Nivaura is currently in the middle of a new funding round, seeking to raise $6-10 million by the end of February, The TRADE can reveal.
The tech start-up, which focuses on digitising the workflow for debt origination, has done three previous funding rounds, with the latest in February 2019 raising $20 million from investors including The London Stock Exchange Group (LSEG), law firm Linklaters, Transamerica Ventures (part of asset management giant Aegon) and Spencer Lake, the former head of global markets at HSBC.
The firm is now looking to expand fast, with several recent engineering hires and plans for some notable sales additions later in the year.
“We’re talking to venture capital firms, existing shareholders, a broad range. We’ll look at anyone’s money,” new CEO Scott Eaton told The TRADE. “Fundraising meetings are always beneficial, even if the answer is no, because any time you have to explain yourself and tell your story, you refine it and understand it better yourself.”
Founded in 2016, Nivaura originally wanted to solve the problem of debt capital markets origination through distributed ledger technology (DLT). It executed the first ever fully automated cryptocurrency-denominated bond issuance in 2017, and in 2019 helped Santander launch the world’s first end-to-end blockchain bond. The original goal was to leverage public blockchains to achieve a fully-automated “self-service” system for the issuance of financial instruments. But since then the firm has broadened its focus, pivoting away from the blockchain concept.
“In order for DLT to take off in DCM, and in the broader financial system, you need the buy-side to come along to the party,” explained Eaton, who took over as CEO in August last year. “At the moment, we see people dabbling in blockchain, but so far it’s mainly just innovation theatre. So in 2019 we moved towards building out a digitisation solution for DCM instead.”
This solution, called Aurora, has won some enthusiastic fans – including LSEG, which in 2021 partnered with the firm to develop its own new digital primary DCM Flow platform, designed to automate the debt capital markets issuance process using structured data and General Purpose Legal Mark-Up Language (GLML) – essentially an origination platform, allowing issuers and dealers to interact.
Flow was tested via a $7 billion syndicated issuance in April, with the bonds listed on the main market of the LSE and settled in DTC, Euroclear and Clearstream. The deal marked a notable milestone in capital markets automation and digitisation, highlighting the advantages of end-to-end automation.
“Our partnership with Nivaura to develop Flow, built to simplify bond transaction execution, is revolutionising capital flow by helping market participants do business in an open-access, resilient, secure and scalable manner,” said Shrey Kohli, Head of Debt Capital Markets and Funds, Capital Markets at London Stock Exchange.
Nivaura also recently deployed its Aurora software to DBS, the largest bank in Singapore, which now uses it both as an in-house workflow tool and as a shopfront window, provisioning services to both issuers and investors. “It’s almost a menu approach,” added Eaton. “An investor can come in and ask for a specific issuer, or yield, or tenor, and – once agreed – the transaction can take place seamlessly, with all the documentation pulled together automatically.”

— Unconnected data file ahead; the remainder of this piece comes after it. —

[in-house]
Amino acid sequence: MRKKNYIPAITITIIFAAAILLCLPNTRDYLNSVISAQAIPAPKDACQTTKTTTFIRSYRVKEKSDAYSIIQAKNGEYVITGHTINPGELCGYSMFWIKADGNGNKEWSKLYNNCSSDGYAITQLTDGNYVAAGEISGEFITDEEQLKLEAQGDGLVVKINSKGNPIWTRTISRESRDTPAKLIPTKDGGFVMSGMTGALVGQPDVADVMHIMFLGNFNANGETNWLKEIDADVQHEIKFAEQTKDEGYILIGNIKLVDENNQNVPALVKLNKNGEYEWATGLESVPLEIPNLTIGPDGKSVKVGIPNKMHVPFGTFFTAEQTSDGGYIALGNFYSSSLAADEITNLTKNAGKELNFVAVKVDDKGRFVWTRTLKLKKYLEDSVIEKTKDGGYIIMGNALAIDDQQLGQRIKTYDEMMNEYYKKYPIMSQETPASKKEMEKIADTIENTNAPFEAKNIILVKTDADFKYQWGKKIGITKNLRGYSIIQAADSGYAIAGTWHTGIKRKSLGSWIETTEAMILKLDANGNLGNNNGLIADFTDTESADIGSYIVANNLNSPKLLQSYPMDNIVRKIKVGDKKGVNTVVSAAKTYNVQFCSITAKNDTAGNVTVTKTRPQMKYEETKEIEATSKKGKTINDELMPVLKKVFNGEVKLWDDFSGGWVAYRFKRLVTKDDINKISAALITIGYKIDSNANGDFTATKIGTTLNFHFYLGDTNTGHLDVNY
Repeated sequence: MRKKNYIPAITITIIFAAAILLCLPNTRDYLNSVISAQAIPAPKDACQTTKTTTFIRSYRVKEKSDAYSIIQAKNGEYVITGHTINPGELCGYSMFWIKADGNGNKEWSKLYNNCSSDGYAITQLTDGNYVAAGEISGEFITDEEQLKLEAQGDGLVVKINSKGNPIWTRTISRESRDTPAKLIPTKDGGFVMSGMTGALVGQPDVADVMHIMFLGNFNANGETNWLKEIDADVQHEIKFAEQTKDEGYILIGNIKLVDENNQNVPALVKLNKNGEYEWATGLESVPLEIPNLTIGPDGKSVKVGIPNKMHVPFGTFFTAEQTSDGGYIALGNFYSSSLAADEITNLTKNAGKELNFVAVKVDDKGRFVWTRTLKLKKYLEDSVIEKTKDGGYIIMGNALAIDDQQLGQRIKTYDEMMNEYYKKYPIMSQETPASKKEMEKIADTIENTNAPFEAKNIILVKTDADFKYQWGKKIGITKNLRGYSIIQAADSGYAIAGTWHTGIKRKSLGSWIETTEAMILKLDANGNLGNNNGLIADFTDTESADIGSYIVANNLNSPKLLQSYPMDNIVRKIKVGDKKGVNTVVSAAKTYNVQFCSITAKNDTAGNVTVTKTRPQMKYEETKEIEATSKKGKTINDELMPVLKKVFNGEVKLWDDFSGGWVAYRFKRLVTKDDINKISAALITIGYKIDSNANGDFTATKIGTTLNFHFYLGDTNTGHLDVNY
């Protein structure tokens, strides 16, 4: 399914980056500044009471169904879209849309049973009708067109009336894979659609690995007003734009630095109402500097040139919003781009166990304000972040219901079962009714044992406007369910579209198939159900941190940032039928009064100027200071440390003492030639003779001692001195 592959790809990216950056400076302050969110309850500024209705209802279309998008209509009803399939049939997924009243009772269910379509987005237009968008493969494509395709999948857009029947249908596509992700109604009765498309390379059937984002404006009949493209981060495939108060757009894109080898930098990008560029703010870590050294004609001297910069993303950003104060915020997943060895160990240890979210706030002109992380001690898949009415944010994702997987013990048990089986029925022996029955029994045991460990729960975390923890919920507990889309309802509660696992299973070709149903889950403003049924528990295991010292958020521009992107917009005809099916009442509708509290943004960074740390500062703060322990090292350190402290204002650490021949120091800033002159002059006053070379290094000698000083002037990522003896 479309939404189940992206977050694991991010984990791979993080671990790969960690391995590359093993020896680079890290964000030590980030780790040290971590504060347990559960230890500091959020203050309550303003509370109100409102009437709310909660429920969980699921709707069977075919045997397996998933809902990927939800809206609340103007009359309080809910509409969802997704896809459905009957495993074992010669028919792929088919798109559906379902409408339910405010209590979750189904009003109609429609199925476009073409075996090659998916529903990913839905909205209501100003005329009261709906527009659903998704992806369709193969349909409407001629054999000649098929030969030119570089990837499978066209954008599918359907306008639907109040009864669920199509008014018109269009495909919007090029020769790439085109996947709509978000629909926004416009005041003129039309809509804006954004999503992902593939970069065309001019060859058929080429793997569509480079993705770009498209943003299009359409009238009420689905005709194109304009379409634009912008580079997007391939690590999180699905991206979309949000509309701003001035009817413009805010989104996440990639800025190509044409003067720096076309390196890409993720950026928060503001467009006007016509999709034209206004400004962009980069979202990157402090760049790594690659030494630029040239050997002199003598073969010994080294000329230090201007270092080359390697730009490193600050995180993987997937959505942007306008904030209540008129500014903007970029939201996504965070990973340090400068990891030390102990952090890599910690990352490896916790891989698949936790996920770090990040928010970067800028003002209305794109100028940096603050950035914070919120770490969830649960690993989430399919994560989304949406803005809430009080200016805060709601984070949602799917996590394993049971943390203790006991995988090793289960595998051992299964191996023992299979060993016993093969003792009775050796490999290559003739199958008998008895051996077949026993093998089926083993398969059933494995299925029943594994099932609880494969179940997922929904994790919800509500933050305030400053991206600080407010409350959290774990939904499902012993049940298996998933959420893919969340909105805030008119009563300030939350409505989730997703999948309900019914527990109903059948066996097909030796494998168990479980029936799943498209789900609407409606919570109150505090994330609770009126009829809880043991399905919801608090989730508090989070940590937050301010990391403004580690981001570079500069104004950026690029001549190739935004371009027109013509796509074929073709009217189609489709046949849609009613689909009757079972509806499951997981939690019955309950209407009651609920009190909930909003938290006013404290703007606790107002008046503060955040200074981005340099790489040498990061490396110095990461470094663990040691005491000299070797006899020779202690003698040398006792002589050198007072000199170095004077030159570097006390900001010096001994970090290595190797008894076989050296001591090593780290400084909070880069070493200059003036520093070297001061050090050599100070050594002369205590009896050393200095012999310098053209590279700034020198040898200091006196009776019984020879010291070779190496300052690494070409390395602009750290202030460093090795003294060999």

It’s an interesting step for the debt capital market, which has long suffered from the pain of highly manual and fragmented processes, requiring complex data management solutions. Automation allows these transactions to flow unfettered, thereby reducing both the time and cost of capital markets transactions and, in theory, dramatically boosting capital flow. Given the times in which we live (with inflation running high and significant rate rises expected) it could be a challenging year for fixed income – especially as a lot of issuers crammed into the market last year to get deals done while rates remained low – meaning that there are some worries about a dearth of supply for 2022.
So what’s next for Nivaura, once its latest round of funding is secured?
“We’re working on finishing, improving and further developing the Aurora software, and we’re also in conversations with some potential new clients,” revealed Eaton. “We’re working on some interesting projects, moving further down the value chain from origination, and also talking to dealers about deploying this on their side, as well as working on some new innovations on the DLT frame.”
From a relatively uncrowded space a few years ago, the digitisation of workflows has become a hot button topic, which has brought a cluster of new competitors into the space. “Competition is not always welcome,” admitted Eaton. “But it does mean that the dealer and issuer community are finally becoming more aware of what we are trying to do. DCM workflow processes haven’t really changed since the 1980s, and at the start we were a little like Sisyphus, trying to push the stone uphill by ourselves. Now that we have more firms active in this space, we should start to see a much speedier adoption.”
Although it’s primarily being explored within the fixed income space for now, Eaton points out that the automation process can easily be perfected and then applied to other asset classes with the same documentation/origination/settlement process, such as syndicated loans, which could facilitate downstream trading for the loan market.
“It’s a really great time to be in the markets, and in technology in particular,” said Eaton. “We’re seeing innovations occurring at speed, but also the cost of deployment is coming down and regulated firms are getting more comfortable with cloud deployment, so it is becoming a virtuous cycle. It’s incredibly exciting to see change coming so fast.”